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  2. Sewing days with friends are the best!

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  3. My SIL comes down to sew almost 5 days of the week and we have classes 3-4 days a week - not a loss of someone to sew with.

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  4. Our little circle has a monthly applique afternoon, taking turns at hosting. It's great fun, but maybe not quite as much work as there's no machines involved, just need room for everyone around the table!

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  5. I'm very busy meeting and sewing with groups. I enjoy a sew at home day by myself. A date with a DVD or talking book. It helps pass the time away...

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  6. None of my friend sew which is a problem so step 1 is find some friends who sew. Both my daughters sew but it's not top of their agendas. Maybe when they have children it will work. Alternatively i'll invite my older daughter to make jams and bake whilst I sit at the kitchen table and sew. i might even be able to persuade her to do my pressing. I do love my sewing day even though I'm on my own

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    1. Hi Lyndsey, twenty some years ago I had friends, but none that quilted. I begged, coerced, and gently persuaded my friends to try quilting with me and that I would teach them. Several came hesitantly, and we had so much fun. They had very old Singer machines they did not even know how to thread, much less use. Well, 20 years later, we are still sewing together, have added new friends and a couple of them are teaching others to sew. One of the ladies that did not know how to thread her machine, is now a long arm quilters. And best of all. The club celebrated its 20th anniversary in January. Schedule a sewin and offer to teach, you just might be surprised how much interest you can generate. Good luck!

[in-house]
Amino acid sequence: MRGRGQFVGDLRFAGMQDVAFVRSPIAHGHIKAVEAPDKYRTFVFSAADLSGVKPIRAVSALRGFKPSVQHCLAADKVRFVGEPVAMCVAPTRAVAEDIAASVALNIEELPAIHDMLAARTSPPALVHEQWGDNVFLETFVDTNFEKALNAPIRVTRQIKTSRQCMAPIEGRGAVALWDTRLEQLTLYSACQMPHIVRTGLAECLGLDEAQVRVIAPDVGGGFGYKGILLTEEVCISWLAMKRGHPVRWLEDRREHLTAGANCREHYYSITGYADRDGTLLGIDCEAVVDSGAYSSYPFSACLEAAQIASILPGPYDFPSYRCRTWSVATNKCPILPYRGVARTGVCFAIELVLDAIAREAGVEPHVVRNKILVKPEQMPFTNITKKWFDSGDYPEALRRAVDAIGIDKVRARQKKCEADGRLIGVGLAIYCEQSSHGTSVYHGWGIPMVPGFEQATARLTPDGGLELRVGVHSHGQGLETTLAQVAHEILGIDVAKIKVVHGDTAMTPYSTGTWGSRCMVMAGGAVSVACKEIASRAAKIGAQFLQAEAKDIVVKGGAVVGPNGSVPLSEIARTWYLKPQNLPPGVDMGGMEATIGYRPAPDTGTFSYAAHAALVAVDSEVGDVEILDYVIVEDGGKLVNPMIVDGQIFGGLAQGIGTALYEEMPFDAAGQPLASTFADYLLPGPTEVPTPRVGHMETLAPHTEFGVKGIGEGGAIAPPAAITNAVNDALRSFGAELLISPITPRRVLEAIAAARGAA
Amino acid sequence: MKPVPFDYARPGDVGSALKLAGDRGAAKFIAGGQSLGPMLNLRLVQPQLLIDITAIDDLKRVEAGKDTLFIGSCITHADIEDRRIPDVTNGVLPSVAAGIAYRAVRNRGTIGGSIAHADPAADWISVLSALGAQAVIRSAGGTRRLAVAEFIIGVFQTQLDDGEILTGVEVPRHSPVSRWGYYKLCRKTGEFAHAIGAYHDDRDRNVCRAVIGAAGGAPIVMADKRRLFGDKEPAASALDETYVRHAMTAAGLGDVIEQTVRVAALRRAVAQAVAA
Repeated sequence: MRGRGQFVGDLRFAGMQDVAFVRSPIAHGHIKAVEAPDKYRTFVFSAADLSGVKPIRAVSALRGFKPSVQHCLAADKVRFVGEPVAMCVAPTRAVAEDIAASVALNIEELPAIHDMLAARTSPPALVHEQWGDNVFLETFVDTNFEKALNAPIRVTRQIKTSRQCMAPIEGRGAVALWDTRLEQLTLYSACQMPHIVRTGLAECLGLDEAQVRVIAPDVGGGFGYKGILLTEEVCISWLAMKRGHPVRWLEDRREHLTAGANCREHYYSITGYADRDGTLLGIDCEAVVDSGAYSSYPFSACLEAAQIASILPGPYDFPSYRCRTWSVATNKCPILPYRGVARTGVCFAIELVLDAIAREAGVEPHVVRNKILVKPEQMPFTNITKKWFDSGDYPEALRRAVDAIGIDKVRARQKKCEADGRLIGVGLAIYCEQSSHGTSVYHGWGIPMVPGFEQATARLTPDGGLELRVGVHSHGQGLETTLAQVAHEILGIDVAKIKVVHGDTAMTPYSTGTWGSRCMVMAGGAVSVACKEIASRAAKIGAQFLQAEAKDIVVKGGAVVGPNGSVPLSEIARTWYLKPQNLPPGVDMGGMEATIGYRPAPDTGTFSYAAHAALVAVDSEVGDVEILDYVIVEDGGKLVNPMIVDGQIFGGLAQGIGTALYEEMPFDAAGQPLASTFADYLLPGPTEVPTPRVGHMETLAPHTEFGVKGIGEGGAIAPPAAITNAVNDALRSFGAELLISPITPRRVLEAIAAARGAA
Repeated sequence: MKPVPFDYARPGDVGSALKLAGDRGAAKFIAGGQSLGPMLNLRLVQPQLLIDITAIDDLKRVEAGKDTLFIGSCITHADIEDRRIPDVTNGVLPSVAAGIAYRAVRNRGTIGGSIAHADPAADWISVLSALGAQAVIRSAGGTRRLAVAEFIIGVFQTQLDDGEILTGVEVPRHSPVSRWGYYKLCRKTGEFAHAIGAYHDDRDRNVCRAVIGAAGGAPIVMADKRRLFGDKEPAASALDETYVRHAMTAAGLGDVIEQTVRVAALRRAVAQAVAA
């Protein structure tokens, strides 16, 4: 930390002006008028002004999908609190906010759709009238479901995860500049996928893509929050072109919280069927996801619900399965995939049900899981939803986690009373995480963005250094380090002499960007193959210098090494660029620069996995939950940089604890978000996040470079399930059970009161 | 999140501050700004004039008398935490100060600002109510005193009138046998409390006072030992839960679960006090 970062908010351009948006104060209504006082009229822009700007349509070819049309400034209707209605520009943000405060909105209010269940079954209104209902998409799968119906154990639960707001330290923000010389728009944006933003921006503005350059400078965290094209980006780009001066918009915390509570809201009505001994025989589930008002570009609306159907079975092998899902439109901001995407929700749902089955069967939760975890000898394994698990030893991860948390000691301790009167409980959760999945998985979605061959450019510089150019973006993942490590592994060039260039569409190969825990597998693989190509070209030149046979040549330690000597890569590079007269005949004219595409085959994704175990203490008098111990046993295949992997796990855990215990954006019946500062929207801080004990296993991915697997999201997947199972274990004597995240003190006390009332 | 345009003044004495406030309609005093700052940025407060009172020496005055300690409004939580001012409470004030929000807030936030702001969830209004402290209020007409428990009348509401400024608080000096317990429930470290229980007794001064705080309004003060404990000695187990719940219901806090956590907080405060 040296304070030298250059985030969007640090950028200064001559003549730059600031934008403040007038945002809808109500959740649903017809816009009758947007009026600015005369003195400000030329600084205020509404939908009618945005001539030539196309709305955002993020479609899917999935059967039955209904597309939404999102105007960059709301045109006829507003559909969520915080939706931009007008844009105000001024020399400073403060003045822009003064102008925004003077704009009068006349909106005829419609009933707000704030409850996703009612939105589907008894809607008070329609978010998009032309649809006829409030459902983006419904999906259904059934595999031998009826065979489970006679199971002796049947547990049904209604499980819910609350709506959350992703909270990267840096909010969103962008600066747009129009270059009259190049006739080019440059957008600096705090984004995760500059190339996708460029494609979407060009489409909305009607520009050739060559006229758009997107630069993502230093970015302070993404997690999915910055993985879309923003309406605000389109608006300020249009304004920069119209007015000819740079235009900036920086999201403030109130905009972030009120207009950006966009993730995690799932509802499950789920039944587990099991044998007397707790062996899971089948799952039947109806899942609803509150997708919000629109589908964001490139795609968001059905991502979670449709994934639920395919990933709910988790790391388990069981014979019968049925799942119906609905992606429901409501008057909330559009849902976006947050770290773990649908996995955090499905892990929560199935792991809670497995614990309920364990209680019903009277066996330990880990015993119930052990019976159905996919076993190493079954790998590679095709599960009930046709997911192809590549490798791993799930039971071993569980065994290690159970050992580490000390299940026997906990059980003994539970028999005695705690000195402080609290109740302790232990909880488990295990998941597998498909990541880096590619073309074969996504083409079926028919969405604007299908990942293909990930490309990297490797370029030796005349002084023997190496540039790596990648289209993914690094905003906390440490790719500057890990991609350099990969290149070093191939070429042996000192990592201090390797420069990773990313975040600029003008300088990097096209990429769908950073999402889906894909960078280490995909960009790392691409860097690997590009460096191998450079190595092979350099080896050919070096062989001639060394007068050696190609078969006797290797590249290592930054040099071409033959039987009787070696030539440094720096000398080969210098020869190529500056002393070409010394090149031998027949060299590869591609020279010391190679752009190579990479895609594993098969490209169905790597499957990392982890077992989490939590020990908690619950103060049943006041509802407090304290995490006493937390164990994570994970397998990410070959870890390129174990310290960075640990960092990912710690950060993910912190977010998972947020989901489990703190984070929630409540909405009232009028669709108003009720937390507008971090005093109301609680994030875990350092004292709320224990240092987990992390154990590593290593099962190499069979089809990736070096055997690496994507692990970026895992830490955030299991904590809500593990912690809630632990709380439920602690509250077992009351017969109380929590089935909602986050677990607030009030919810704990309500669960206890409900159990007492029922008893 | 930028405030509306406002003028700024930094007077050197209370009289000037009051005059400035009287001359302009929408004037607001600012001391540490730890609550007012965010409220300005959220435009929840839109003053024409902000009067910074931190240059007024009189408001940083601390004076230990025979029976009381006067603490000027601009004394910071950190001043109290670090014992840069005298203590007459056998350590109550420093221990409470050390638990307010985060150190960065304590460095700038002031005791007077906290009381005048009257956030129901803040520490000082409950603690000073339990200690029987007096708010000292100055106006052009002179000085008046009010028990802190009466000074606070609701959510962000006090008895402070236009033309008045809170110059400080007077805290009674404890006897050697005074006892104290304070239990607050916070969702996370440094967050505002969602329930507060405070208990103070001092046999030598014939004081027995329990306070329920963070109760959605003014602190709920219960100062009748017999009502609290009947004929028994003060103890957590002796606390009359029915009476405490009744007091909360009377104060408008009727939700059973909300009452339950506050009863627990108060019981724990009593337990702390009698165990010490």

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  7. Love the buckets of chocolate! I told someone I have a secret stash in the sewing room and she didn't believe me. I have to show her the drawer with a basket of chocolate the next time they are over for a play date. =) Wish I knew more sewers down here.. it would be sew fun to sew with friends.